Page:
Fantasy Hockey: What To Do About Steven Stamkos

Tampa Bay Lightning center Steven Stamkos
Tampa Bay Lightning center Steven Stamkos
Nov 11 2013 Boston MA USA Tampa Bay Lightning center Steven Stamkos 91 is wheeled off on a stretcher during the second period against the Boston Bruins at TD Banknorth Garden Bob DeChiara USA TODAY Sports

As people living in a first world country, we tend to take things for granted. The basic necessities like food, water, shelter are things we enjoy that billions around the world go without on a daily basis.

In a suddenly not-so-apt analogy, we fantasy hockey enthusiasts sometimes take the health of certain players for granted. Remember when it was all but certain that Sidney Crosby’s career was coming to an end? The only hockey he’s missed in the last 20 months was a freak accident of a puck to the face.

It goes the other way as well. The volatility of individual production is apparent in every player, but you could always count on 82 games from Steven Stamkos. In fact, he hadn’t missed a game since the middle of January 2009, when Stamkos was a rookie.

That all came crashing down yesterday afternoon in a freak, horrific accident that took place during the Tampa Bay/Boston game (do not watch if you are squeamish):

At 1:41, you see his leg crash into the post, and his ankle snap back like his leg was a Pez dispenser. We would later learn the result is a broken tibia, with Stamkos set for surgery this morning to fix the problem. There is no immediate timetable for return, but a reasonable estimate put out last night by TSN’s Bob McKenzie on Sportscenter was three to four months.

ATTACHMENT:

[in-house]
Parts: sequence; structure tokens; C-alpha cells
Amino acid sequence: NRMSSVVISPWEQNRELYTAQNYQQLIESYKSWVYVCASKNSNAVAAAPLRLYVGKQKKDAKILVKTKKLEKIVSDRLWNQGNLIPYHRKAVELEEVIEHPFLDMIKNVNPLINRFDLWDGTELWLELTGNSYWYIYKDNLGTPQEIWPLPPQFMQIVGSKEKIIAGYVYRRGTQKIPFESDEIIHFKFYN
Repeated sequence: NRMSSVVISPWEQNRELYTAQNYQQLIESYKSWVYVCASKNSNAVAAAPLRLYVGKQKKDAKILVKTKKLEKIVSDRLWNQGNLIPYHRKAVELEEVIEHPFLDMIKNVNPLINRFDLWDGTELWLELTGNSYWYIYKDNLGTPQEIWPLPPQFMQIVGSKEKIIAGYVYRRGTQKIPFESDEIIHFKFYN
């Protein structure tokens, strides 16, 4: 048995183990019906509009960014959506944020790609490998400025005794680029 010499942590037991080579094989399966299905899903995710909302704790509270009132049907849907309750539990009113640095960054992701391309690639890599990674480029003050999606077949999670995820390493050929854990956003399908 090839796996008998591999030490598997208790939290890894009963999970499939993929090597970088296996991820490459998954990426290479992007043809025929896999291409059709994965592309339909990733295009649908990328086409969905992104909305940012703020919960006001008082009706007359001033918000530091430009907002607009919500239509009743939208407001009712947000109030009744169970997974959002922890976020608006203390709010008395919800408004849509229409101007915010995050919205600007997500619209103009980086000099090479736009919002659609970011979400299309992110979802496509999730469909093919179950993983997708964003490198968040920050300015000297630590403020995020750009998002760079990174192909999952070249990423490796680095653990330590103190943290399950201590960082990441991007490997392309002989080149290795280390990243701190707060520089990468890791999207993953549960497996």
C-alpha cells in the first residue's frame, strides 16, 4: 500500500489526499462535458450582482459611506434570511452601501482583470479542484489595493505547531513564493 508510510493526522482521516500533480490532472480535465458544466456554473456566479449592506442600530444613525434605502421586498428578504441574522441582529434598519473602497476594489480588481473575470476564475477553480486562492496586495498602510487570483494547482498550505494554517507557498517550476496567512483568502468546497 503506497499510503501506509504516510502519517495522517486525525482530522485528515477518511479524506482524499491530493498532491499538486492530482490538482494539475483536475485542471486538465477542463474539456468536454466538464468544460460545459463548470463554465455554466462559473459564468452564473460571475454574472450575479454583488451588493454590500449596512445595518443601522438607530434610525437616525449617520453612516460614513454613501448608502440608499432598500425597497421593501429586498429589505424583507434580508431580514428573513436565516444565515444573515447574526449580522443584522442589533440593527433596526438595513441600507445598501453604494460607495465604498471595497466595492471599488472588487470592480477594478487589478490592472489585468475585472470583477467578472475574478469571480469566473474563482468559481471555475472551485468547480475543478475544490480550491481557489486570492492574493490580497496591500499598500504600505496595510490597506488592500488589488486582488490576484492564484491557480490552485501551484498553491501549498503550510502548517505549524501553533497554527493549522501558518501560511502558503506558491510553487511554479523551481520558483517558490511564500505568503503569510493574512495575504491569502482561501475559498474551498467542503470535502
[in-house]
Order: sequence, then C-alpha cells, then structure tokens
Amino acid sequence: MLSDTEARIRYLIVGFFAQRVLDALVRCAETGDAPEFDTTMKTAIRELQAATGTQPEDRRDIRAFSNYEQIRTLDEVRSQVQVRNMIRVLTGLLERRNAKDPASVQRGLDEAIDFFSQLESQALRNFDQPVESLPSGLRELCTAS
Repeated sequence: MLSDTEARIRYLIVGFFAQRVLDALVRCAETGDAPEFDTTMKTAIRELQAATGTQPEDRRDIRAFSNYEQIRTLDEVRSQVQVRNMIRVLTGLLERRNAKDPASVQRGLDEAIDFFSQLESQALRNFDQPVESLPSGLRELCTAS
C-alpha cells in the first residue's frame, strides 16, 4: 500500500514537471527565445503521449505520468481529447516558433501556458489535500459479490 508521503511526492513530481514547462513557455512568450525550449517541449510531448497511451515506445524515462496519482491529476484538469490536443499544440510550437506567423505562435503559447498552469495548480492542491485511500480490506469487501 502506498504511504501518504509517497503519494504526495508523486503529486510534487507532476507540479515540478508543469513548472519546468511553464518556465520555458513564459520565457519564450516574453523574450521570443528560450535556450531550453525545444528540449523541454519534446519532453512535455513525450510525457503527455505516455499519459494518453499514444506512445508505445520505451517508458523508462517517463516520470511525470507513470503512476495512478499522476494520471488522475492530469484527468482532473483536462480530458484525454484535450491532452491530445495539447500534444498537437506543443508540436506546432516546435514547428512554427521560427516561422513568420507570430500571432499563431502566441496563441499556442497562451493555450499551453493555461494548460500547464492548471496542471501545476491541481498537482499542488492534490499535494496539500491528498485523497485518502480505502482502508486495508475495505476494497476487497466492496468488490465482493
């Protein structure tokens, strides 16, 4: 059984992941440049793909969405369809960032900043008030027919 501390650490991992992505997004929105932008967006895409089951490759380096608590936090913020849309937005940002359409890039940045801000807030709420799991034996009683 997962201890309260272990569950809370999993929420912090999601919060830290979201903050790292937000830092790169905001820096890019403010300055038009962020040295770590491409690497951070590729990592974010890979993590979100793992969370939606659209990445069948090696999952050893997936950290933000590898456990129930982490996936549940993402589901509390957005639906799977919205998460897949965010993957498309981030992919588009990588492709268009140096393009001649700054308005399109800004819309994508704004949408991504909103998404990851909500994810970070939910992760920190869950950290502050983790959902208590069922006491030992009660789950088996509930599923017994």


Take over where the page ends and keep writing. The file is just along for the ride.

Let’s face it, this is a massive loss for everyone. Not only has Stamkos suffered a terrible setback in his career – in an Olympic year no less – but the Lightning are now short one of the most dynamic players in hockey, Team Canada may be missing their first line right winger, and fantasy hockey owners are left picking up the pieces.

Here are my recommendations for what to do with Steven Stamkos this year:

Redraft (one year) Leagues

As Jar Jar Binks would say: “Steadyyyy. Steady.”

  • If your league has an IR spot, stash him. If you have another player occupying this IR spot, and they aren’t vitally crucial to your team, that player has to go.

All leagues are not created equal

  • The loss of Stamkos is huge in any league. However, it’s easier to survive this in a head to head league than it is in a rotisserie league. If I’m in a head to head league and maybe I started the year 3-0, or have an IR spot that could be filled, I’m inquiring as to what Stamkos would cost in a trade. In a one year league, the price should be basement bargain right now, like maybe your fourth defenseman, or a spare center.
  • The reason I’m inquiring on Stamkos in H2H leagues is you really want his stats in March, once fantasy playoffs come around, not in November. So if I’m in first place and have a bench spot to spare, I’m looking to see what his price tag is. If it’s not dirt cheap, though, just leave it be and take some schadenfreude in watching someone else’s team disappear for the season.